It may never be possible to listen to the self-titled debut from Cigale outside the context of the death of guitarist/vocalist Rutger Smeets (ex-Sungrazer). That loss casts a dark shadow over a collection that otherwise radiates colorful sweetness and serenity, the peaceful depth beginning with “Grey Owl” and only broadening as it turns and weaves through “Steeplechase,” “Feel the Heat,” “Harvest Begun” and so on, but the record remains a gorgeous, engrossing wash of resonant melody and underlying presence. Not without its moments of melancholy, the more overarching impression was of beauty not tied to any notion of playing to genre or style, and while I don’t know what the future will hold for the band, if they’ll keep moving forward or not or if they’re even in a place yet to consider such things, they helped broaden the context of European heavy psychedelia with their first album, and that is no minor achievement.

6. Sun Blood Stories, Twilight Midnight Morning

sun blood stories twilight midnight morning

Self-released. Reviewed June 19.

Another one that just kind of smacked me in the face. Idahoan heavy psych explorers Sun Blood Stories‘ second album, Twilight Midnight Morning was soaked in vibe and moved fluidly between experimentalist noisemaking and patient, memorable songwriting. Tracks like “West the Sun,” “Witch Wind” and “Found Reasons Found Out” never raged, exactly, but had enough weight to their rhythm to let you know they were there and interested in groove, while later pieces “Time Like Smoke,” “Moon Song: Waxing” and “Misery is Nebulous” drew exponentially from earlier freakout impulses and shifted into a dronier and more ambient approach. The combination of the two — semi-structure up front, open expansion in the back — made the three-part Twilight Midnight Morning engaging and hypnotic in kind, and though I hope they get weirder and experiment and develop the atmospheric side of their sound, I’ve also got my fingers crossed they hold firm to their more grounded aspects, since its the range between the two that gives their sophomore outing its defining fluidity.

5a. Colour Haze, To the Highest Gods We Know

colour haze to the highest gods we know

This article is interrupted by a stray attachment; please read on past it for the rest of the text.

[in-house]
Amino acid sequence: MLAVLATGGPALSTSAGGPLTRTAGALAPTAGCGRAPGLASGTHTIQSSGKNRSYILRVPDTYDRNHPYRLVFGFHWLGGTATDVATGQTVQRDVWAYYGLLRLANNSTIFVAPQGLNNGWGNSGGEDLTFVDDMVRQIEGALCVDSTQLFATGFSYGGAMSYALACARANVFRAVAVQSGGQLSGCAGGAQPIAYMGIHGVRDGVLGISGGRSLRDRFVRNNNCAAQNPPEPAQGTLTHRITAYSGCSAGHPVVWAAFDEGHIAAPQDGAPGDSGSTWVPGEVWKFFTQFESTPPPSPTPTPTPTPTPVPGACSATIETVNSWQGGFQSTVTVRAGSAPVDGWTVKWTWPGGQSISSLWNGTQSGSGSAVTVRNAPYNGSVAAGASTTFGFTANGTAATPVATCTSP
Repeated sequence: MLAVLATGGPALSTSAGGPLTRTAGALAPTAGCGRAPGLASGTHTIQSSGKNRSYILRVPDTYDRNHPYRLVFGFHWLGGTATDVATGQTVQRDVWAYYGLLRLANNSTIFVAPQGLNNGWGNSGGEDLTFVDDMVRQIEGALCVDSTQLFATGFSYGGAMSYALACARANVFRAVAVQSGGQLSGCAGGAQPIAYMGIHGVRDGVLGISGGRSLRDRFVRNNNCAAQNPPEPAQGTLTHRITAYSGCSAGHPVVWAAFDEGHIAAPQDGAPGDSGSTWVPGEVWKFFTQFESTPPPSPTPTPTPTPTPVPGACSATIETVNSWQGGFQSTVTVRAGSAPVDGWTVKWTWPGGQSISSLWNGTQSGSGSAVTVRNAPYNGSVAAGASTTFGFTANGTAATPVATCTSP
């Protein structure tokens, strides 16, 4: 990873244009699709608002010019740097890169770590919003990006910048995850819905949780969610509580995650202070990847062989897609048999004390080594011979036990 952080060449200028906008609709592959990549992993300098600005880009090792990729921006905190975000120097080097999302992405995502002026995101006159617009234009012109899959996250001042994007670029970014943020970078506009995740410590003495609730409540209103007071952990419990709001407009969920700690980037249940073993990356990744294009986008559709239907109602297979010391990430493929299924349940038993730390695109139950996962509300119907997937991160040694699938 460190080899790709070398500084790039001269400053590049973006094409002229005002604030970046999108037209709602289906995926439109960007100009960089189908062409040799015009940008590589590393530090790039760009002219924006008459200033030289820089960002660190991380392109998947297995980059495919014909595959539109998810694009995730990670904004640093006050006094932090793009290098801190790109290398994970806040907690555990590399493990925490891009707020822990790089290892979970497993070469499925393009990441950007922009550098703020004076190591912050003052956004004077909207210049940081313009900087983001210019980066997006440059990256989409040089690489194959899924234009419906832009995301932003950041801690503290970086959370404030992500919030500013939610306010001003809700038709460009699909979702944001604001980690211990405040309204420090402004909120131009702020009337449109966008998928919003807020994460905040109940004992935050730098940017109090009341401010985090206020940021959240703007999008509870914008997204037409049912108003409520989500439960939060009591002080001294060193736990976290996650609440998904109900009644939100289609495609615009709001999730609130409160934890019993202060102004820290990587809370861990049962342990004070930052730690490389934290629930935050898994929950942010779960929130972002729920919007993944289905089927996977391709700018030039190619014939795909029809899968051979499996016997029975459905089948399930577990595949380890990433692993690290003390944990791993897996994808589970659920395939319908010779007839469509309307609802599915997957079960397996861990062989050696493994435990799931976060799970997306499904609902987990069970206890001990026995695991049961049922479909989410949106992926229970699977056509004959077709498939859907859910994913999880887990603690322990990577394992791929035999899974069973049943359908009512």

Released by Elektrohasch Schallplatten. Reviewed Jan. 6.

I’ll cite precedent in last year’s list for including a “5a.” The intent in doing so is to convey the idea that Colour Haze‘s latest outing, To the Highest Gods We Know, is worthy of top five consideration, but its release date was split between 2014 (CD) and 2015 (LP), so it was a little unclear where to put it. As the album is basically a year old at this point, it seems fair to say it’s held up, drawing back from the grandiose vision of 2012’s She Said (review here) without losing sight of the progressive elements that have taken root in the German trio’s sound. Their work has been and remains essential to the development of heavy psychedelic rock in Europe and beyond, and even though To the Highest Gods We Know felt like something of a reset — a stripping down of arrangements in places and getting back to a trio-in-a-room feel — it still stepped forward in its title-track and in songs like “Überall” and “Call” and showed that even when it seems Colour Haze have pushed their approach as far as it can go, there’s always new ground to explore, and their pull to do so is undiminished.

5. The Atomic Bitchwax, Gravitron

the atomic bitchwax gravitron

Released by Tee Pee Records. Reviewed April 20.

Doesn’t exactly seem like giving away state secrets to note that a record with songs like “Sexecutioner” and “Fuck Face” is aggressive, but it’s particularly interesting in light of the past work of New Jersey trio The Atomic Bitchwax, who I don’t think sounded as barn-burning as they do on Gravitron even in their earliest going. The trio of bassist/vocalist Chris Kosnik, guitarist/vocalist Finn Ryan and drummer Bob Pantella kept their signature winding riff style intact — demonstrated most expansively over 2011’s single-song full-length instrumental The Local Fuzz (review here) — but while their turns were as blinding as ever, their tones were more pointed and Pantella‘s snare more upfront on the beat, which gave Gravitron a newfound sense of urgency. It worked. Even poppier songs like “Roseland” or the closing “Ice Age Hey Baby” benefited from the additional thrust, and the album overall felt lean, mean and ready to be taken on the road, which of course is exactly what they did with it. Six albums in, The Atomic Bitchwax were at their most vital yet.

4. All Them Witches, Dying Surfer Meets His Maker

all them witches dying surfer meets his maker

Released by New West Records. Reviewed Oct. 20.

Nashville four-piece All Them Witches probably could’ve gone into the studio, churned out a record of crunchy riffs with a quiet part or two for flavor and positioned themselves at the forefront of American heavy rock with their New West Records debut and third full-length overall, Dying Surfer Meets His Maker. Instead, they defied expectation boldly and brought their growing audience into the room with them and producer Mikey Allred as they captured the album, which finds its most affecting moments not in tonal weight, but emotional resonance, the melody at the midpoint of “Talisman” or the string arrangement gracefully tucked into “Open Passageways.” There’s still the push of “Dirt Preachers,” and entrancing closer “Blood and Sand – Milk and Endless Waters” has its heft as well, but All Them Witches‘ success ultimately came from being the album they wanted to make, built from the dynamic that’s developed on stage between bassist/vocalist Michael Parks, Jr., guitarist Ben McLeodAllan Van Cleave on Fender Rhodes/strings, and drummer Robby Staebler, and alive in its feeling of exploration. I won’t predict what they might do from here, but I’m willing to say outright it’ll be worth hearing one way or another.